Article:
Objective: Evaluate the association between body mass index (BMI) and the delivery of an asymmetrically large for gestational age (A-LGA) newborn in women with diabetes.
Methods: Retrospective analysis of 306 pregnancies complicated by Type 1 and 55 by Type 2 diabetes.
Results: The prevalence of Type 1 and Type 2 diabetics delivering large for gestational age (LGA) infants was 42% and 49%, respectively. Of these 49% and 55% were A-LGA, respectively. Pre-pregnancy BMI was not associated with increased odds of delivering an A-LGA newborn in women with Type 1 or 2 diabetes. However, in Type 1 diabetics, each one-pound increase in maternal weight during pregnancy resulted in 4% increased odds of delivering an A-LGA newborn. For Type 2 diabetics, the odds of delivering an A-LGA infant was decreased by 10% for each 0.1 unit/kg increase in insulin dose.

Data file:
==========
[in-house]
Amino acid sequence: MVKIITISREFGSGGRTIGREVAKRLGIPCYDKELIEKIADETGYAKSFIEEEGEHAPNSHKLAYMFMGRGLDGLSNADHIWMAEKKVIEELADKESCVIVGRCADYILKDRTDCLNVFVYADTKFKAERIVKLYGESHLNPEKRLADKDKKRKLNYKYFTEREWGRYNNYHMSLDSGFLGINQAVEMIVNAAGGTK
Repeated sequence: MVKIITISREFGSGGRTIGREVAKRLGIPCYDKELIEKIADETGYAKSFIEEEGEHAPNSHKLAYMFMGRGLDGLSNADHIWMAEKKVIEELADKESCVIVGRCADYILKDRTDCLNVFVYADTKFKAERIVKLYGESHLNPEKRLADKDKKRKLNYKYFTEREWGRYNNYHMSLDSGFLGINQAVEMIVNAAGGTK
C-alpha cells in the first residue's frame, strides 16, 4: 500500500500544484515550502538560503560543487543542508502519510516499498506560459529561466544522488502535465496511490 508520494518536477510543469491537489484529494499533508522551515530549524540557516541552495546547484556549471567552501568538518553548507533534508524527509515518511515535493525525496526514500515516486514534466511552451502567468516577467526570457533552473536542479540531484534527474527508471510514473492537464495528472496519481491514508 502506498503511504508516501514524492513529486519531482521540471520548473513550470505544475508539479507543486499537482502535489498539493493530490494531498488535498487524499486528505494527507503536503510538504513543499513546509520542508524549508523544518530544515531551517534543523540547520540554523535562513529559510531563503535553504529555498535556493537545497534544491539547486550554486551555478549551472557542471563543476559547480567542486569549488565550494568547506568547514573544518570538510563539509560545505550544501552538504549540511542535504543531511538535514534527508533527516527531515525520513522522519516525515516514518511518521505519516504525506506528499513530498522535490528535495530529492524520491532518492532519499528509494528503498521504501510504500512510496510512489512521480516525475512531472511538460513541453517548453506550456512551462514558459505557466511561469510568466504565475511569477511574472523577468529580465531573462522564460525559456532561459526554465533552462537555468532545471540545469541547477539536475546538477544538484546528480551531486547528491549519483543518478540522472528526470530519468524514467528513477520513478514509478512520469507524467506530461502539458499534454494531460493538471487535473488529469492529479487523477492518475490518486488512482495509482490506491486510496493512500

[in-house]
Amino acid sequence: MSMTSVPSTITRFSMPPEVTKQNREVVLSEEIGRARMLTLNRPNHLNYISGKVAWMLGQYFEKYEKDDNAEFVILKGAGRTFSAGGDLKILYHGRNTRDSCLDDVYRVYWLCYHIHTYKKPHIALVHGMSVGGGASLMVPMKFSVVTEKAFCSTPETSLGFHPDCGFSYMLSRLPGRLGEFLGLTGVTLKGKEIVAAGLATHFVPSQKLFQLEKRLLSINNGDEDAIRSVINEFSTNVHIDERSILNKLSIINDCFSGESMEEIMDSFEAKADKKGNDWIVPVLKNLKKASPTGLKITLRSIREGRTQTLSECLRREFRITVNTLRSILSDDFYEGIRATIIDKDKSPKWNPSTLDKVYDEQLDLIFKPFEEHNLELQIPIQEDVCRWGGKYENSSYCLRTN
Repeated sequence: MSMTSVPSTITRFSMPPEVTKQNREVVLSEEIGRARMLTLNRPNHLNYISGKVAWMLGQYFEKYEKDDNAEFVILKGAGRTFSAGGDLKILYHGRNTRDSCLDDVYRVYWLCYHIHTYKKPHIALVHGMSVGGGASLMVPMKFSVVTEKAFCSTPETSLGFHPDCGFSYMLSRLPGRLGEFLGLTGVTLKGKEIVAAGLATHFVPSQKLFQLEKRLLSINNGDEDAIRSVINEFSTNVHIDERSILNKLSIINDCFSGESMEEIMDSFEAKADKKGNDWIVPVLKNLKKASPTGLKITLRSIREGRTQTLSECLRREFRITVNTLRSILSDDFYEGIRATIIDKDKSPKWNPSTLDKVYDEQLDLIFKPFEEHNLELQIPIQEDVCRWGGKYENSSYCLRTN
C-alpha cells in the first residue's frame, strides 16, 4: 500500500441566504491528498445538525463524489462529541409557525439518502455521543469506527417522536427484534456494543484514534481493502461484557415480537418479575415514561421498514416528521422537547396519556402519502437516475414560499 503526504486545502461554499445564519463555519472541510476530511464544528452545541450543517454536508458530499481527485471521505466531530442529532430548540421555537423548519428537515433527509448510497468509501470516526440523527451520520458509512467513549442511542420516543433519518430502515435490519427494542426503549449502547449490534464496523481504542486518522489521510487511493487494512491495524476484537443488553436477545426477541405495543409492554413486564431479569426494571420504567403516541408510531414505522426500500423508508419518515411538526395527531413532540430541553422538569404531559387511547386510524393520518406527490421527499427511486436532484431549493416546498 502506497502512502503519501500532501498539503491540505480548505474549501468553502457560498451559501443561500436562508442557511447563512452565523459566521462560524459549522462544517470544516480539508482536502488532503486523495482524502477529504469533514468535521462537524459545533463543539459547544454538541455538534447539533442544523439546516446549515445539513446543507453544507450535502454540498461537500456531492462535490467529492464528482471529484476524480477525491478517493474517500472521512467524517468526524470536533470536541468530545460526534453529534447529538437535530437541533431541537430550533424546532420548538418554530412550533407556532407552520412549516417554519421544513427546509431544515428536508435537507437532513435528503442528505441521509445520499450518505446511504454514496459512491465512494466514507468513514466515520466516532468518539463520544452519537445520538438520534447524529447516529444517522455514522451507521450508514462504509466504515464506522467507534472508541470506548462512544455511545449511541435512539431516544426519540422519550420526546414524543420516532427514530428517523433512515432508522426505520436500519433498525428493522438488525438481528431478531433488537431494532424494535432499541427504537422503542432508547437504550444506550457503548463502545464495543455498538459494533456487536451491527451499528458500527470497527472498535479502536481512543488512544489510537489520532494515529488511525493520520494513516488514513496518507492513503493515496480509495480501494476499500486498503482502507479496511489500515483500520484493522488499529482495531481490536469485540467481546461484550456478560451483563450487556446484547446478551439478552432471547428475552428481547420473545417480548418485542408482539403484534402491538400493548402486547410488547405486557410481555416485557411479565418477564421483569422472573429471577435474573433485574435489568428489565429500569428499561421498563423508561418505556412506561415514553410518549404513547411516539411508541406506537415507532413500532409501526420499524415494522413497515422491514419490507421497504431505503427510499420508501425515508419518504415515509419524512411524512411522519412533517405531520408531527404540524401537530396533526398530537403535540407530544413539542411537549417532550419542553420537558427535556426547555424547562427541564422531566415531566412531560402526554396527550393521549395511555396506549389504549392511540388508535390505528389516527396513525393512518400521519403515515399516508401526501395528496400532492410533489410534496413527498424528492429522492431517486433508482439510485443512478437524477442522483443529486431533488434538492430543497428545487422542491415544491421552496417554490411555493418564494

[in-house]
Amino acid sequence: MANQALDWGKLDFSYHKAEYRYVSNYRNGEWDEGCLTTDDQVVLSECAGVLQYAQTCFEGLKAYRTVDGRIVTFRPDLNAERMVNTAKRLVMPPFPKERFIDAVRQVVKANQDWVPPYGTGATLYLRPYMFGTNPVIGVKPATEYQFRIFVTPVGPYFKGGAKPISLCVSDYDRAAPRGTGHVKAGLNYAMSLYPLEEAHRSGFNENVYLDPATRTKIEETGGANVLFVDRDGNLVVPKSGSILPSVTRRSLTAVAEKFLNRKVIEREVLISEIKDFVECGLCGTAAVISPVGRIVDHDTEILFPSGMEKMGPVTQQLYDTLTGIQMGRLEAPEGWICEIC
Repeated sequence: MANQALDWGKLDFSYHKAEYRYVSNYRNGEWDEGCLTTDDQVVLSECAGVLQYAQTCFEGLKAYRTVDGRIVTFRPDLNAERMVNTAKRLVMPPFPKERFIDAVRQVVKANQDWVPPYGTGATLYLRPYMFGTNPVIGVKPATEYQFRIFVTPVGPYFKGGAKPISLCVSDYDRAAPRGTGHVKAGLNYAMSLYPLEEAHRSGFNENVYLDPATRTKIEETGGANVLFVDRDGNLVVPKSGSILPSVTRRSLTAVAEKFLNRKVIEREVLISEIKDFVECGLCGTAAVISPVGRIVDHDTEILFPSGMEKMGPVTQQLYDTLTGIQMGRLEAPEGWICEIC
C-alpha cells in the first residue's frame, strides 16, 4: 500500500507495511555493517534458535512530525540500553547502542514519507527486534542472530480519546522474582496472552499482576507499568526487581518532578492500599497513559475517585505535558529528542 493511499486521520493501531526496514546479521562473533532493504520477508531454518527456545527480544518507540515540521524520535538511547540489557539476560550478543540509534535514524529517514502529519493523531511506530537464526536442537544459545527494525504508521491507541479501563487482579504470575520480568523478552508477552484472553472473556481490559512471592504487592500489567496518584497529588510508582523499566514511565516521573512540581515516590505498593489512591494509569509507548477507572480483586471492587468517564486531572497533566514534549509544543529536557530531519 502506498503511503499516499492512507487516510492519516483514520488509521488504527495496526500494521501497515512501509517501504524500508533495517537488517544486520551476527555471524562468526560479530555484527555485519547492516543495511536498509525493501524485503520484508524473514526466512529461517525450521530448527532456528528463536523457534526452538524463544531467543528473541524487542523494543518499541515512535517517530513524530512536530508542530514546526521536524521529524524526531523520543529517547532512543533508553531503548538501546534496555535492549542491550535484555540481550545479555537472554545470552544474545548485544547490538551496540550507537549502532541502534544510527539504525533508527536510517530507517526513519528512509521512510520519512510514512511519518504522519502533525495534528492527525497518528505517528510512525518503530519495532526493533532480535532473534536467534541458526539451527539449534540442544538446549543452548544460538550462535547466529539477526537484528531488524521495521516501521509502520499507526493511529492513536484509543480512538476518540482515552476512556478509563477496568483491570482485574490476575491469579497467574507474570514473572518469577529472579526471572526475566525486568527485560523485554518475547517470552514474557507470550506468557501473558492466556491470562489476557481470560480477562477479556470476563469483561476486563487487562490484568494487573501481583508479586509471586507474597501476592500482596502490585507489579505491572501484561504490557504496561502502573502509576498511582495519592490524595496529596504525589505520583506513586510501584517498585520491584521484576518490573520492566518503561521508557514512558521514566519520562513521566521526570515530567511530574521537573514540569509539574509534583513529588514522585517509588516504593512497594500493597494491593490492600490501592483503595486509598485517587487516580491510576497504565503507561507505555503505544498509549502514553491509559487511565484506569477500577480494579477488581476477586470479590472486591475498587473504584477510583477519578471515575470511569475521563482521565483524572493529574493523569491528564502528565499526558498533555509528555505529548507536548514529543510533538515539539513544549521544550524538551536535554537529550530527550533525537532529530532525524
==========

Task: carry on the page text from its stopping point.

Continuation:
Conclusion: Although there is a known association between obesity and LGA in women with diabetes, we found that overweight and obese women with Type 1 or Type 2 diabetes do not have increased odds of delivering an A-LGA newborn. However, insulin dose in Type 2 diabetes and maternal weight gain in Type 1 diabetes were significantly associated with the odds of delivering an A-LGA neonate.